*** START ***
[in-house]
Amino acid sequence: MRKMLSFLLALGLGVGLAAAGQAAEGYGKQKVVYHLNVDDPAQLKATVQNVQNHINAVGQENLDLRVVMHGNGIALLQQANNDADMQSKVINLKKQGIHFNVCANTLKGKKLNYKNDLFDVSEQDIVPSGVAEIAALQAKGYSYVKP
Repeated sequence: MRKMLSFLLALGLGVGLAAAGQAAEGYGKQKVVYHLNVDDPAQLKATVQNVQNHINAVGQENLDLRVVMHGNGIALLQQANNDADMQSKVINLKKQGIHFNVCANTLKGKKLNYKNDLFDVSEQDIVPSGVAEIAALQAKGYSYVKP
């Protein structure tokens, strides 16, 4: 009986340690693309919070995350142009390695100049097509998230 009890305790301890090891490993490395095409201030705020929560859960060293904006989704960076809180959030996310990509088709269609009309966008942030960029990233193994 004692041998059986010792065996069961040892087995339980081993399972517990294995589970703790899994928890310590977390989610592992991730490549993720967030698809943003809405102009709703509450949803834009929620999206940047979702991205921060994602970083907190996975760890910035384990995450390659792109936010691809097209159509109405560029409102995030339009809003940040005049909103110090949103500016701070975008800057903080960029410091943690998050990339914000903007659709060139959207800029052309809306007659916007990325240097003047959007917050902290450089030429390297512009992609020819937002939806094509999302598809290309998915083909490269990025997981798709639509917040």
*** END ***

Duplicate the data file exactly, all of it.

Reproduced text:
[in-house]
Amino acid sequence: MRKMLSFLLALGLGVGLAAAGQAAEGYGKQKVVYHLNVDDPAQLKATVQNVQNHINAVGQENLDLRVVMHGNGIALLQQANNDADMQSKVINLKKQGIHFNVCANTLKGKKLNYKNDLFDVSEQDIVPSGVAEIAALQAKGYSYVKP
Repeated sequence: MRKMLSFLLALGLGVGLAAAGQAAEGYGKQKVVYHLNVDDPAQLKATVQNVQNHINAVGQENLDLRVVMHGNGIALLQQANNDADMQSKVINLKKQGIHFNVCANTLKGKKLNYKNDLFDVSEQDIVPSGVAEIAALQAKGYSYVKP
């Protein structure tokens, strides 16, 4: 009986340690693309919070995350142009390695100049097509998230 009890305790301890090891490993490395095409201030705020929560859960060293904006989704960076809180959030996310990509088709269609009309966008942030960029990233193994 004692041998059986010792065996069961040892087995339980081993399972517990294995589970703790899994928890310590977390989610592992991730490549993720967030698809943003809405102009709703509450949803834009929620999206940047979702991205921060994602970083907190996975760890910035384990995450390659792109936010691809097209159509109405560029409102995030339009809003940040005049909103110090949103500016701070975008800057903080960029410091943690998050990339914000903007659709060139959207800029052309809306007659916007990325240097003047959007917050902290450089030429390297512009992609020819937002939806094509999302598809290309998915083909490269990025997981798709639509917040």